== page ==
The Effects of Multi Tasking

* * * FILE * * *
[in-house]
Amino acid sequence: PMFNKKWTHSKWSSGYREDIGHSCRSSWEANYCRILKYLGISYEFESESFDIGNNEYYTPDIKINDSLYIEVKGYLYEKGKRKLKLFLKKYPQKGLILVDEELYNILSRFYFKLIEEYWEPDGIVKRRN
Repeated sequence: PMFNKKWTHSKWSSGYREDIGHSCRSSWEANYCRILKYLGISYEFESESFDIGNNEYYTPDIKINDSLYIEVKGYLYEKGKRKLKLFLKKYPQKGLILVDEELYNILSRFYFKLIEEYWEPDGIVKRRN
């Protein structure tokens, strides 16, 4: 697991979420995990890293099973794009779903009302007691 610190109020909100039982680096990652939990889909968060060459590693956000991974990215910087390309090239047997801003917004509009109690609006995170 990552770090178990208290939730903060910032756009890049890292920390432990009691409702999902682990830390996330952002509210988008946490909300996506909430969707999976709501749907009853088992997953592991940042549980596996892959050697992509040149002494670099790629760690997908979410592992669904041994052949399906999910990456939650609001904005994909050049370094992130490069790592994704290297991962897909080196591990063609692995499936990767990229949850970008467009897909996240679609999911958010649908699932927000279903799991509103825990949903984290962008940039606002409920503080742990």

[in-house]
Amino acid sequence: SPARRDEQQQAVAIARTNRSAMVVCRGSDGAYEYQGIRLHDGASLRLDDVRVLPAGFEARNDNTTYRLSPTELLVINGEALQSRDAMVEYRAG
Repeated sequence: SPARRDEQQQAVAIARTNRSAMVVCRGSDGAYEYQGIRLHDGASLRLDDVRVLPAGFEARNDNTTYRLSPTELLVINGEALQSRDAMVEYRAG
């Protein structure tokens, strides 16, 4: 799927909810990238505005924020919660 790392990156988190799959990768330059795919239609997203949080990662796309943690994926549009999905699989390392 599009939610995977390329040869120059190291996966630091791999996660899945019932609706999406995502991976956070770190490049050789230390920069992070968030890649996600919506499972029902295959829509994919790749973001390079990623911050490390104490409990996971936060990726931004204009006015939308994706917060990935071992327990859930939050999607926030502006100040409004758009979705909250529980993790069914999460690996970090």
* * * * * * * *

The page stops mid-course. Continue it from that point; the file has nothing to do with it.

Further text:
Most students have a hard time handling their time wisely. If you are like most students, your workspace looks something like this: A cluttered room piled high with papers, textbooks, and binders. You likely have a television, a cell phone, an Mp3 player, a laptop, a video game console (or two), and a DVD player. You’re playing music, have the TV on, and are surfing the internet with your textbook perched on your lap. There’s probably an open bag of chips and a soda within arm’s reach. This might seem like the ultimate in convenience, but the sheer volume of choices and forms of mental stimulation can wreak havoc with your ability to focus on important tasks, such as writing your college essays.“In the age of digital distraction,” writes Lucy Jo Palladino, author of Find Your Focus Zone(pg.211), “we function at new levels of stimulation and anxiety. The internet spews information like a firehose, but to digest information we need to sip it through a straw.” Studies have found that the amount of digital information college students now consume is staggering. The average young adult now consumes eight and a half hours of media every day(pg.116). However, these hours are compressed into just six and half hours of real time media use due to multitasking, such as listening to music on an Mp3 player while surfing the internet. The upshot is that multitasking leads to decreased performance, according to several studies that have examined the effects of multitasking on the brain. Dividing one’s attention between two or more tasks actually makes people less effective at both tasks. In one study, scientists compared multitasking students to students told to focus on a single task. Those in the multitasking group did not did not perform as well as those who performed only one task. “When they’re in situations where there are multiple sources of information coming from the external world or emerging out of memory, they’re...
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